The Monkey Forest and temple complex are just outside Ubud town centre. It’s a great attraction, so cool, green and tranquil; it would be a grand afternoon even without the monkeys. They’re very habituated and will clamber over anybody in search of a piece of banana giving plenty of cute photo opportunities. One tried excitedly, and energetically, to rip my wife’s bra off; much to the amusement of onlookers. Less so my spouse. If your spirits aren’t uplifted by the Monkey Forest, you might want to check your pulse. I left wreathed in blissful smiles.
But you don’t have to visit ‘places’, just go for a walk in the countryside. It’s worth taking a guide, you might be pestered for some small change if you stroll on someone’s land. Our second stay was in smallish hotel called Cepik Villa in a village called Sideman (book the best rooms, they’re cheap and superb). It was our way of seeing the ‘real Bali’, away from the crowds. Sideman is well situated for trips up the volcano, Mount Agung. My niece Lauren did that very trek, setting off before dawn and arriving at the summit to watch the sunrise. She said it was a great, if knackering, experience and it’s one I aim to share as soon as they’ve fitted an escalator.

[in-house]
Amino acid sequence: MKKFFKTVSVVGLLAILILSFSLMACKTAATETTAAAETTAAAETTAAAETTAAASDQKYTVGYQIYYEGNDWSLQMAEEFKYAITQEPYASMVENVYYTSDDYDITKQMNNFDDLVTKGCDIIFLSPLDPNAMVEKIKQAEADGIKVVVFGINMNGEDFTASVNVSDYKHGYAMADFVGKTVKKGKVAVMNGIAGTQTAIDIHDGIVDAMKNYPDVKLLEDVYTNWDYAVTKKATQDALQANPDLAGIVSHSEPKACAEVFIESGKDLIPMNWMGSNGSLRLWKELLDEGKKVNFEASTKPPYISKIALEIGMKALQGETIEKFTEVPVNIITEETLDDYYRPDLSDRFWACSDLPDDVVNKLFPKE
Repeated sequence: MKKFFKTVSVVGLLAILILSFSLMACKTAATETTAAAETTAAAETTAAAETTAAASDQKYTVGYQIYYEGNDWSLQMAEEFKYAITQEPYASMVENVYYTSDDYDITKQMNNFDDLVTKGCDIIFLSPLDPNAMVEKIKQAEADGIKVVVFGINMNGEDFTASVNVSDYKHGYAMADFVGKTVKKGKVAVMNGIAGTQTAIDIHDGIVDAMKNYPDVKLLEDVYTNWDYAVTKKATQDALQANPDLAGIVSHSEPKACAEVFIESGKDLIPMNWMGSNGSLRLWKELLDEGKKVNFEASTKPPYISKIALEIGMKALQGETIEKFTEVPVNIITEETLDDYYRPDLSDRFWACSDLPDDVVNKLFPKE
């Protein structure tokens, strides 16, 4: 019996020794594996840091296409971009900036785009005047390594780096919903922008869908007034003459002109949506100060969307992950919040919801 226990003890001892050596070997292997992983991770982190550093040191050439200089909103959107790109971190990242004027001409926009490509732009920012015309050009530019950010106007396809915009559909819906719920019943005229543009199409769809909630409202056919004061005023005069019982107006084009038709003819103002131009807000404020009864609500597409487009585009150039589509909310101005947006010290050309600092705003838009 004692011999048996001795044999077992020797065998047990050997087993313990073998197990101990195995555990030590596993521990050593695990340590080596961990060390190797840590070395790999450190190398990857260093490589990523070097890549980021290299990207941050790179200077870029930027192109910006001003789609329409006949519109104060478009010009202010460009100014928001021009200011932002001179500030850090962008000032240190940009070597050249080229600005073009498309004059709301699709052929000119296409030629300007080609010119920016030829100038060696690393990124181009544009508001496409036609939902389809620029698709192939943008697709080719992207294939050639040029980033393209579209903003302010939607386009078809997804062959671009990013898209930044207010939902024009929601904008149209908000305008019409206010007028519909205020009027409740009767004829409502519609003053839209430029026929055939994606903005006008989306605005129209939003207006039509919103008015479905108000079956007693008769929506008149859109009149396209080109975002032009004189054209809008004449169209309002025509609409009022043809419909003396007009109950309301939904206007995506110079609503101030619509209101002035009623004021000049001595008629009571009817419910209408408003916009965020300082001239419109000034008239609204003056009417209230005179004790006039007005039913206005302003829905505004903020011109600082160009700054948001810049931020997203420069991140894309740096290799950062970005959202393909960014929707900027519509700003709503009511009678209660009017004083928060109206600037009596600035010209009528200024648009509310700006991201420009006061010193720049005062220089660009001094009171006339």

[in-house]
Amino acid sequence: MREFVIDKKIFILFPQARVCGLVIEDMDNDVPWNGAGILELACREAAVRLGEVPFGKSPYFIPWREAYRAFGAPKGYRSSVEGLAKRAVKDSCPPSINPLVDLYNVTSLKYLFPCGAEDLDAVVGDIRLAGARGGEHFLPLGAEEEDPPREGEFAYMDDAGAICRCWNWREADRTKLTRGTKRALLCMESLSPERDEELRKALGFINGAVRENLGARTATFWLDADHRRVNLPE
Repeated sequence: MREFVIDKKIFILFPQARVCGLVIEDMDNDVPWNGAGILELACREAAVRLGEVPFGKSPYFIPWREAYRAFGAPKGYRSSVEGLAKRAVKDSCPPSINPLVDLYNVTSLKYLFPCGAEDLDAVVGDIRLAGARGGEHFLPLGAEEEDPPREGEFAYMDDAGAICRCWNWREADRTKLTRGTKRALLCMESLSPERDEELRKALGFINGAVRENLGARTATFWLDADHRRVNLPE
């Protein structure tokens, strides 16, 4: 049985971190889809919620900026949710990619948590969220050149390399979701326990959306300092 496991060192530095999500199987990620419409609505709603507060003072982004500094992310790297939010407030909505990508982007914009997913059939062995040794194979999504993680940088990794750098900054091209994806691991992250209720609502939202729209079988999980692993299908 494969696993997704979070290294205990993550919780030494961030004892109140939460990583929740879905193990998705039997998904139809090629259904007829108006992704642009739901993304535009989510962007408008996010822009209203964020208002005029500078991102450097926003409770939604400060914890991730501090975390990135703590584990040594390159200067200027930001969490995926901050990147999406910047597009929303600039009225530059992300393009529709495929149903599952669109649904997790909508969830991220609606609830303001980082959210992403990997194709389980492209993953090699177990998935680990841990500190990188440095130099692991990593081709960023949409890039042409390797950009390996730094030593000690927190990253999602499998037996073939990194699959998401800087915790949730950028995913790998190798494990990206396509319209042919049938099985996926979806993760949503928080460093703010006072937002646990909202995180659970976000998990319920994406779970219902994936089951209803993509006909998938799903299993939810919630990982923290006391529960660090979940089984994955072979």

There isn’t much to see or do in Sideman, but it has a mellow, country retreat feel to it. A local chap took us on a walk through the paddy fields and farmland. He explained how, when, and where crops were planted and all that. They certainly know the secret of a long life. He looked about eighteen, but it turned out he was in his thirties, married, and with two kids. He said his grandma was 103 and growing a new set of teeth (I did not verify this claim).
We spent seven nights on Bali and in retrospect that was a mistake. You can’t do justice to a place as rich and varied this in such a brief time.
Should you go?
100% thumbs up. To save money, we visited at the end of the rainy season but what rain there was didn’t impact on our holiday too much. I found the humidity tiring, and that is less of a problem in the dry season, apparently. Accommodation is very reasonably priced, which is one reason why it is so popular with budget tourists and, for a few extra quid, you can stay in luxury hotels that would cost you four times as much in Europe. The flights from the UK can be pricey so you need to book early. We booked seven months before we went and paid £440 each for a return flight, nearer departure those same flights were £850 each.
It’s not hyperbole to describe Bali as awesome, book early, plan carefully, do some research, and it’s well worth a visit.